When a ship operates, its engine, auxiliary engine, or boiler generates exhaust caused by combustion processes. Before the shipping industry started to focus on desulfurization, the exhaust gas went directly into the atmosphere, which caused acid rain, harming people, wildlife, and the planet. Today, the exhaust gas can be cleaned with an exhaust gas cleaning system employing unique scrubber technology. A closed-loop scrubber can remove up to 98 % of sulfur from marine exhaust gases, ensuring a sustainable operation. And more essentially, it ensures compliance with the IMO 2020 sulfur cap by lowering SOx emissions from 3.5 % to less than 0.1 %, allowing ships to operate within the ECA.
There are three types of scrubbers; open-loop, closed-loop, and hybrid. Read more about them and how they differ here.
In a closed-loop scrubber, the exhaust gas streams move through a scrubber tower. The exhaust gas intake is always at the bottom of the scrubber tower as this design ensures that the SOx emissions in the exhaust gas stream passing through the scrubbing liquid to deliver the most thorough scrubbing. The exhaust gas is scrubbed with a watery substance by means of many nozzles inside the scrubber tower. A closed-loop scrubber typically employs seawater with added alkalies such as sodium hydroxide (NaOH), also known as caustic soda, or magnesium hydroxide (MgOH) to scrub the exhaust gases. Yet, a closed-loop scrubber can also utilize seawater. The many nozzles ensure that the alkaline-dosed seawater is distributed effectively. By scrubbing the exhaust gas, 98 % of sulfur is removed from the exhaust gases. The SOx are turned into sulfates such as Na2SO4, which are harmless to the environment. In addition, nitrogen oxides (NOx) and particulate matter are also reduced. Learn more about what a scrubber removes here.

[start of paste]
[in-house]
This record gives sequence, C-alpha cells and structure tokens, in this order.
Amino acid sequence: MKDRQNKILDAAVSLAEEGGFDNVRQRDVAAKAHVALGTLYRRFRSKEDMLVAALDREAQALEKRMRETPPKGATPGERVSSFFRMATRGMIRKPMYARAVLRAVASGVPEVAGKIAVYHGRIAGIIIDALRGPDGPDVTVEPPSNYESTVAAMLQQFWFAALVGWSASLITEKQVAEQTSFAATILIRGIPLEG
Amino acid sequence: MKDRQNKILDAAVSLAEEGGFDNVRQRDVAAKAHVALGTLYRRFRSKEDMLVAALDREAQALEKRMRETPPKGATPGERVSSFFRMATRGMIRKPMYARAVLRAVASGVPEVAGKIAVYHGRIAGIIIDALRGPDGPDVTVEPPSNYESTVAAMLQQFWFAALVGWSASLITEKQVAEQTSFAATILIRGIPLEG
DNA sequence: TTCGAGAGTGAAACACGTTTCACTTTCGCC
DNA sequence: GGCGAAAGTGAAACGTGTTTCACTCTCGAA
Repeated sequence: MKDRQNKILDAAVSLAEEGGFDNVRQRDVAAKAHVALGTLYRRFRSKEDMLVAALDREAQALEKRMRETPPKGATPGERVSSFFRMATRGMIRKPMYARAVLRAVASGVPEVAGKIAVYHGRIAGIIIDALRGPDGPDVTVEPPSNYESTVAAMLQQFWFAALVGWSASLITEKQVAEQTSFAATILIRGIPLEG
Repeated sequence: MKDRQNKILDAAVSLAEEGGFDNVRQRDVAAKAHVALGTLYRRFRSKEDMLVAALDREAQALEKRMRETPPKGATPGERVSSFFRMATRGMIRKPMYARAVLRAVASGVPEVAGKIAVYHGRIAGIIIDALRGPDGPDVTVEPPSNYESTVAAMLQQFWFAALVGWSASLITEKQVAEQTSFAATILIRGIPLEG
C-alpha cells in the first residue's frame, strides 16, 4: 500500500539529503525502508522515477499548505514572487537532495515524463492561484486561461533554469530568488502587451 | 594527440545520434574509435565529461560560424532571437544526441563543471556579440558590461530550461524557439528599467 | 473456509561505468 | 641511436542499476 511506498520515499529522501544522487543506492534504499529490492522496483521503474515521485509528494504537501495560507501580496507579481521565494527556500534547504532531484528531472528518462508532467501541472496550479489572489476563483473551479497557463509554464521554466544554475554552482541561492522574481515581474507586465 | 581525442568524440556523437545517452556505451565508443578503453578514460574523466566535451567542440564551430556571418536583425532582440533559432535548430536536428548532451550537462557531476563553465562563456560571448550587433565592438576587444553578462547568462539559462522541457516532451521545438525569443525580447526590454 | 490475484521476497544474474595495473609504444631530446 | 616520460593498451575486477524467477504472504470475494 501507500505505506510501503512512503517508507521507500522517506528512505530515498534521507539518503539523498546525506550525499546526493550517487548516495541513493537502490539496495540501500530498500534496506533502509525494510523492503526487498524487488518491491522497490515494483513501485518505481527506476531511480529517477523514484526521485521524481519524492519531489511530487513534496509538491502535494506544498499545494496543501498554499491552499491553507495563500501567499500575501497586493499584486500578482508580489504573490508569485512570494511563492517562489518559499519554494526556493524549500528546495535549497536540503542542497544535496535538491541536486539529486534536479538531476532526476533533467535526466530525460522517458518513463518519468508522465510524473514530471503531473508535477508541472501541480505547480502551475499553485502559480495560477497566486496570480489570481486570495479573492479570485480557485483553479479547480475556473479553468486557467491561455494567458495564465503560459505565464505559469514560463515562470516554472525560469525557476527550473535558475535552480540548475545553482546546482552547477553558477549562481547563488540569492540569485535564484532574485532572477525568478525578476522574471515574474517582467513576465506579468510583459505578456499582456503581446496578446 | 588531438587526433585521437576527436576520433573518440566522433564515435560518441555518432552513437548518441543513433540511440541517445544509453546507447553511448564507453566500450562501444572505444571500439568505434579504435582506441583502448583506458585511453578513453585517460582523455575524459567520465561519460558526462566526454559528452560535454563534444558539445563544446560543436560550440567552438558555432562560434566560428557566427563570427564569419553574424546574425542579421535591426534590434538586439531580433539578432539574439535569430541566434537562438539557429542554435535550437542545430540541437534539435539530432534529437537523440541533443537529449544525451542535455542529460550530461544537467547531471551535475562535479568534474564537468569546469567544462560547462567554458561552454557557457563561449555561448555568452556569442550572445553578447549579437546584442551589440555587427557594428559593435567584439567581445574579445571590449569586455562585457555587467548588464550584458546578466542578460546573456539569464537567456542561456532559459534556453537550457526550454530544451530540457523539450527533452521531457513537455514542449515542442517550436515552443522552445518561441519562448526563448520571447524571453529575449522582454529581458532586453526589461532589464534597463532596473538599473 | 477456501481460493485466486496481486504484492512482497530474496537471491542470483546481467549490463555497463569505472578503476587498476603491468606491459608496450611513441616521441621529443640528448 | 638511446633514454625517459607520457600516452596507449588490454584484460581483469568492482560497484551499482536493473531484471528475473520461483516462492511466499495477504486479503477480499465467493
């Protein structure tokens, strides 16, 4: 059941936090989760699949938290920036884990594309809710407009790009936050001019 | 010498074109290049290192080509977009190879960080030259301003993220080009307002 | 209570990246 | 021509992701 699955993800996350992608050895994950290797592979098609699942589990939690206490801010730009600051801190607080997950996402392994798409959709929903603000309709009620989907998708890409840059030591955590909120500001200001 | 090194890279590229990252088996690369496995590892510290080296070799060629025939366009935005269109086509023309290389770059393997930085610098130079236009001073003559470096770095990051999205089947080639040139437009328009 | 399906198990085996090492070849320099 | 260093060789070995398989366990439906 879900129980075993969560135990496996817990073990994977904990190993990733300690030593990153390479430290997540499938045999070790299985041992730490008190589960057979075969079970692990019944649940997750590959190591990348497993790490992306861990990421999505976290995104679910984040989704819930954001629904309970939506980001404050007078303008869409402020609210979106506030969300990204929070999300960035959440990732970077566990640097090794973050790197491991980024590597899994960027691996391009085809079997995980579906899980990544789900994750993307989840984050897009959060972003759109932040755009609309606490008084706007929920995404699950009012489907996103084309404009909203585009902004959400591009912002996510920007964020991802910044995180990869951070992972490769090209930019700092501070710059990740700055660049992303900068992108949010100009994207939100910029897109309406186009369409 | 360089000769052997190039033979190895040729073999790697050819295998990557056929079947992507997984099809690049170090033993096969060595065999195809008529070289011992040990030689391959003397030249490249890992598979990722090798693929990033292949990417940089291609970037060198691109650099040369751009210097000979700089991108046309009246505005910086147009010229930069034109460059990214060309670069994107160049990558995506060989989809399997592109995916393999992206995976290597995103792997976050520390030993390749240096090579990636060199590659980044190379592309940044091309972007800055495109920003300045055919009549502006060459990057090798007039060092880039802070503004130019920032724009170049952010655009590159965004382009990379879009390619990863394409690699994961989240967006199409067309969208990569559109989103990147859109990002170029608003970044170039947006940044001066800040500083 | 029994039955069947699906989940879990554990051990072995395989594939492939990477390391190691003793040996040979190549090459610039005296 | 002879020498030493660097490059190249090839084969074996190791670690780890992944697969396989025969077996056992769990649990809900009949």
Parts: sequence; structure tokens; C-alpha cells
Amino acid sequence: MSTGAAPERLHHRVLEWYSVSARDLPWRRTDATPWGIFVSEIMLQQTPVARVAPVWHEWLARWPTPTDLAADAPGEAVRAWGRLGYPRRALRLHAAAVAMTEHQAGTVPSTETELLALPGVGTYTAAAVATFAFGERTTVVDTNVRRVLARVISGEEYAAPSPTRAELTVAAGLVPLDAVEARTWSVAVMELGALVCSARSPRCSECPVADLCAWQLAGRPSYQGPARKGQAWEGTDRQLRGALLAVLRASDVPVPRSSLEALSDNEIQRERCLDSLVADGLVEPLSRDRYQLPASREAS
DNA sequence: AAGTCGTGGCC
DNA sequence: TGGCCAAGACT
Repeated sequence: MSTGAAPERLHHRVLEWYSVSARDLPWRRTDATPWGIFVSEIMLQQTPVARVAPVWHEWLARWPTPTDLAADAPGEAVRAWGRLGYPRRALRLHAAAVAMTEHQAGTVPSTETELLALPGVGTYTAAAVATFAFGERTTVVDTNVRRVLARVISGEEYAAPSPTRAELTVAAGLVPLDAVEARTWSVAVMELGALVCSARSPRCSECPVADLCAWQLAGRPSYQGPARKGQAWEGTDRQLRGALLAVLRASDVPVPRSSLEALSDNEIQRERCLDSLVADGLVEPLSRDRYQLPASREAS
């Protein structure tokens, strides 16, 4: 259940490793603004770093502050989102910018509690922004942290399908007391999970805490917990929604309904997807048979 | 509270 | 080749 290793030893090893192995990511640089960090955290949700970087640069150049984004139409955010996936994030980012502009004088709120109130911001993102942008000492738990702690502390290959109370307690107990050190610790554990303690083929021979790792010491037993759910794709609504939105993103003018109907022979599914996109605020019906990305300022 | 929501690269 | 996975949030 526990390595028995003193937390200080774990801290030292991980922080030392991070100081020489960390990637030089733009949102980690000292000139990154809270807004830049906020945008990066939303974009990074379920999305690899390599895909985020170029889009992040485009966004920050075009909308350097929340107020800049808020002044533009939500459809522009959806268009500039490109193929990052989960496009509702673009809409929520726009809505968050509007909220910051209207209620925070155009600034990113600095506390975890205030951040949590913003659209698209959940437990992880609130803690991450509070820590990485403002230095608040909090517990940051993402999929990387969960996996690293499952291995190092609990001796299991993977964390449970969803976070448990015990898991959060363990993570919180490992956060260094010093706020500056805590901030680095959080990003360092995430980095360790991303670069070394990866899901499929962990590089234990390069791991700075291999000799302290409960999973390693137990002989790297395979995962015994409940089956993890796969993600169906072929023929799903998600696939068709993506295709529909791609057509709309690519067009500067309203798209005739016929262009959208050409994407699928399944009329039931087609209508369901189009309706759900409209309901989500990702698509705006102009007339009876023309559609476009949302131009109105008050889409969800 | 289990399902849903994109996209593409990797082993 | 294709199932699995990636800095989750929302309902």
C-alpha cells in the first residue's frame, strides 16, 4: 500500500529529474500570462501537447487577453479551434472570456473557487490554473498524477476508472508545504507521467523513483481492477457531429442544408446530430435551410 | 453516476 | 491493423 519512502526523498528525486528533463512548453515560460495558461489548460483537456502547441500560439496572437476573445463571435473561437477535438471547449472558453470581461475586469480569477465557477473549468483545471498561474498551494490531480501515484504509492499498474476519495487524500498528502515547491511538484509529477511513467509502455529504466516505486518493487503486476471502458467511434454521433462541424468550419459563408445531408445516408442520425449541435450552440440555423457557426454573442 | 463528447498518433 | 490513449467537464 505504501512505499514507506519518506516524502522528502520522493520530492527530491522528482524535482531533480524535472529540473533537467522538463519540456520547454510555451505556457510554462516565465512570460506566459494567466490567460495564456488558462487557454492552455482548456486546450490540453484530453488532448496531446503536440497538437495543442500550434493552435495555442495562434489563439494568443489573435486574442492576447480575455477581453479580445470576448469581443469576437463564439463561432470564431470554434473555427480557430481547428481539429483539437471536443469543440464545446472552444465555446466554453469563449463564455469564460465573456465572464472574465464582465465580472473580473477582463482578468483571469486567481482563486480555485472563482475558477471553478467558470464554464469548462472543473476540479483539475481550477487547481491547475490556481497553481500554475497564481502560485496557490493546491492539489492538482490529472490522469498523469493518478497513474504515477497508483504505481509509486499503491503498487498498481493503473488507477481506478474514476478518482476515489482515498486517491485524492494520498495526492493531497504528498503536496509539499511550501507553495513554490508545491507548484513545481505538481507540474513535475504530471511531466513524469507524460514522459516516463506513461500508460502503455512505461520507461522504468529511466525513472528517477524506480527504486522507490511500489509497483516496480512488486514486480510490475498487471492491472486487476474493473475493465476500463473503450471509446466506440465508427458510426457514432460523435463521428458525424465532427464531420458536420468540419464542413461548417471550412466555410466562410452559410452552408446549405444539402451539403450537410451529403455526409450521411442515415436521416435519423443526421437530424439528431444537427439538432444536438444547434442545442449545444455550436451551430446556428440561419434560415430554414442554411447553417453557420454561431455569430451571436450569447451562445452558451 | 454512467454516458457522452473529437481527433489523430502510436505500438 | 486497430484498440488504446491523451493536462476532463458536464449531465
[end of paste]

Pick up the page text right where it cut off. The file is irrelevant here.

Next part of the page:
At the top of the scrubber tower, a continuous emission monitoring system (CEMS) is placed to monitor the emission outlet in relation to the IMO 2020 sulfur limit to ensure constant compliance. The cleaned exhaust gas stream can pass out of an inlet at the top of the closed-loop scrubber.
The wash water will move downstream to the process tank. Through automatic monitoring and control, alkali is automatically dosed directly into the process tank to maintain the process pH and, thereby, also the SOx removal efficiency. Dosage can also be inline before the scrubber. The alkaline and the specific amount highly depend on where and how the vessel operates. This pH adjustment is the major environmental advantage as it ensures to neutralize the sulfuric wash water. Additionally, the water quality is reached by maintaining a low temperature by cooling the scrubber water with fresh seawater in a heat exchanger.
To remove the accumulated impurities from the scrubber wash water, a small amount of the wash water is bled off from the process tank to a water treatment unit (WTU). The treatment of scrubber wash water consists of suspended solids removal. The WTU will treat the bleed flow from the scrubber’s process tank to remove polycyclic aromatic hydrocarbons (PAH), particulate matter (PM), and harmful elements stemming from the combustion process, such as oil, ash, and soot.
A water monitoring unit (WMU) is attached to continuously monitor and control pH, temperature, turbidity, and PAHs in relation to IMO regulations on scrubber water discharge.
The scrubber sludge is led to a holding tank, where it is stored until land-based disposal for a fee. The sludge can be dewatered with a filter press for further solid and liquid separation to reduce the weight of the sludge. Reduced sludge weight will lead to reduced sludge handling costs. This will deliver a dry filter cake consisting of up to 80 % dry matter, which is easy to dispose of onshore. The rejected water is then recirculated back into the scrubbing process.
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